Lori Lightfoot could become Chicago’s first mayor in 40 years to lose reelection as voters head to the polls Tuesday amid rising crime rates in the city.
The Democratic mayor is trailing two other candidates in the polls and could be excluded from a likely April 4 runoff election to continue serving the country’s third-largest city.
Lightfoot, the first black woman and openly gay mayor of Chicago, has recently come under fire for campaigning and dancing in the streets last month amid a 61 percent spike in violent crime.
There are eight other people vying to take the incumbent mayor’s place as the next mayor of Chicago.
A new poll from Victory Research Released this week, Lightfoot trails former Chicago Public Schools CEO Paul Vallas by 8.1 percent and Cook County Commissioner Brandon Johnson by 1.5 percent.
Chicago Mayor Lori Lightfoot could be the first sitting president in 40 years to lose reelection as voters head to the polls Tuesday morning
Lightfoot is behind two candidates, meaning she may not meet the threshold of going to a two-candidate runoff in April, according to a new Victory Research poll.
Voters will cast their votes on Tuesday for who they want as the next mayor of the country’s third-largest city. Pictured: A voter fills out her electronic ballot while others wait in the last hour of early voting on Monday, February 27, 2023
The Vallas and Johnsons’ history of working with schools in the city plays into their favor in the race after Lightfoot went to war with teachers about returning to full-time face-to-face teaching.
“We know that personal learning in school is the safest place for children. “We need to get the teachers union to get real and get serious about getting personal learning back up,” she said in a January 2022 interview.
If none of the various candidates receive a majority of the vote on Tuesday, which seems increasingly likely, the two candidates with the most votes will go to a second round in April.
Critics have widely praised Lightfoot’s soft-on-crime approach, which has led to a massive increase in violence in the city.
There was a 59 percent increase in homicide across the city if you just compared the 9th week of 2023 to the same period four years ago, right when Lightfoot was headed for a runoff with Toni Preckwinkle.
The four-year change also shows a 27 percent increase in theft, 31 percent in theft, and a massive 270 percent increase in motor vehicle thefts.
Last month, Lightfoot was seen on video dancing to a drumline at Chicago’s Lunar New Year parade amid rising crime as the city’s so-called Magnificent Mile shopping district has become nearly a third empty.
Major brands such as Macy’s, Old Navy, Banana Republic, Gap, Uniqlo, and Timberland have all fled major properties in the area since the COVID closures and subsequent riots.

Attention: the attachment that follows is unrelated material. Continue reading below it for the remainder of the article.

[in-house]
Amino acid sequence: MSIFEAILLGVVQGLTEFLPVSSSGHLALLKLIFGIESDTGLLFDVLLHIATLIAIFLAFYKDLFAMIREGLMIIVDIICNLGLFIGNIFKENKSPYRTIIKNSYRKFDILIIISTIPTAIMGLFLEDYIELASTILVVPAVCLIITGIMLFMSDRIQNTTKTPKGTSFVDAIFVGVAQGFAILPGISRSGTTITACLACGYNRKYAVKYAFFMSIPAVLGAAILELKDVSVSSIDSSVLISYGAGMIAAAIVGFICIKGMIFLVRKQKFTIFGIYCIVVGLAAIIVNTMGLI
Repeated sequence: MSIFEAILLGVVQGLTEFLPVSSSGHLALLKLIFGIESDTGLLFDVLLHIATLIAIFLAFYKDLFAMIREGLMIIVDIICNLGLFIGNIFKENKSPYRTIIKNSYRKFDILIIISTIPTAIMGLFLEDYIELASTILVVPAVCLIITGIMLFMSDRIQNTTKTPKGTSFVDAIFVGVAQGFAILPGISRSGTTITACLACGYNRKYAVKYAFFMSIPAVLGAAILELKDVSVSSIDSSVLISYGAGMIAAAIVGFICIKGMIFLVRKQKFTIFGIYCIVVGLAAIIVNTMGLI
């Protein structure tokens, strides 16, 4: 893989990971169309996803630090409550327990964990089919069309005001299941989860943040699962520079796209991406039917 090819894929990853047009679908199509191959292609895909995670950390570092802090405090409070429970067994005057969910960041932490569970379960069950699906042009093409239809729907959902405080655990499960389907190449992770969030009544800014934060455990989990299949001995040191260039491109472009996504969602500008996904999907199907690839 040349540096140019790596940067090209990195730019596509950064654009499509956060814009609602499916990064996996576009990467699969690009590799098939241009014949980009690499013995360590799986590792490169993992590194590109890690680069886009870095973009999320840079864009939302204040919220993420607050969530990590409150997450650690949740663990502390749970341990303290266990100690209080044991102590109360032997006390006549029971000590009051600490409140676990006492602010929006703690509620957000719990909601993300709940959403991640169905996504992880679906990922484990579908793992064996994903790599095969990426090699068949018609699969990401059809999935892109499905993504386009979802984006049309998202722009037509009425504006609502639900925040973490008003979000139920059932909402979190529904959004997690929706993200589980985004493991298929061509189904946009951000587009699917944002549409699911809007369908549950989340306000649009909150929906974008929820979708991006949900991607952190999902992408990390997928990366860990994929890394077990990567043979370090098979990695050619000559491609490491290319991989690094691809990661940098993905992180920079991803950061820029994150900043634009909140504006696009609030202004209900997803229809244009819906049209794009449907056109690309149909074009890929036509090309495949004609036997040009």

A new poll from Victory Research released this week shows Lightfoot trailing former Chicago Public Schools CEO Paul Vallas (left) by 8.1 percent and Cook County Commissioner Brandon Johnson (right) by 1.5 percent.
Lightfoot made history as the first black woman and openly gay person to become mayor of Chicago. However, she has come under huge fire for her soft-on-crime approach and her war with teachers in the city. She was assaulted for dancing through the streets with a drum line during a parade last month in the same places where violent crime is up 61 percent
Many were driven away by rising crime and violence, with vacancy rates on the once-bustling high street rising tenfold since 2016, when it was just 3.6 percent, to its current vacancy rate of 30.1 percent.
“We made mistakes,” Lightfoot told Politico when asked if she regretted her first term, but insisted she learned from mistakes.
Lightfoot also insists she is judged more harshly as a black woman.
“I remember (former Chicago mayor) Rahn Emanuel appearing on the cover of Time magazine, the headline was really like, ‘Tough guy for Chicago,'” Lightfoot recalled.
“No woman or woman of color will ever make it to that headline,” she lamented.
Ligthfoot has just 18.7 percent support against her eight rivals in the latest poll conducted just days before the election.
Elected as a reformist outsider who would rid the city of pay-to-play politics, Lightfoot drew criticism when a campaign worker emailed public school teachers seeking students to volunteer for the campaign in exchange for college credit.
Lightfoot apologized and called it a mistake.
However, inspectors general are now investigating possible policy violations between her public office and her campaign.
Some of Lightfoot’s biggest battles were with the Chicago Teachers Union, which supported her opponent in Lightfoot’s first run for mayor. The two sides clashed during an 11-day teachers’ strike in 2019 and bickered about returning to school education during the pandemic.
This year, the teachers’ union supported Lightfoot rival Brandon Johnson, a Cook County commissioner and former Chicago teacher and union organizer.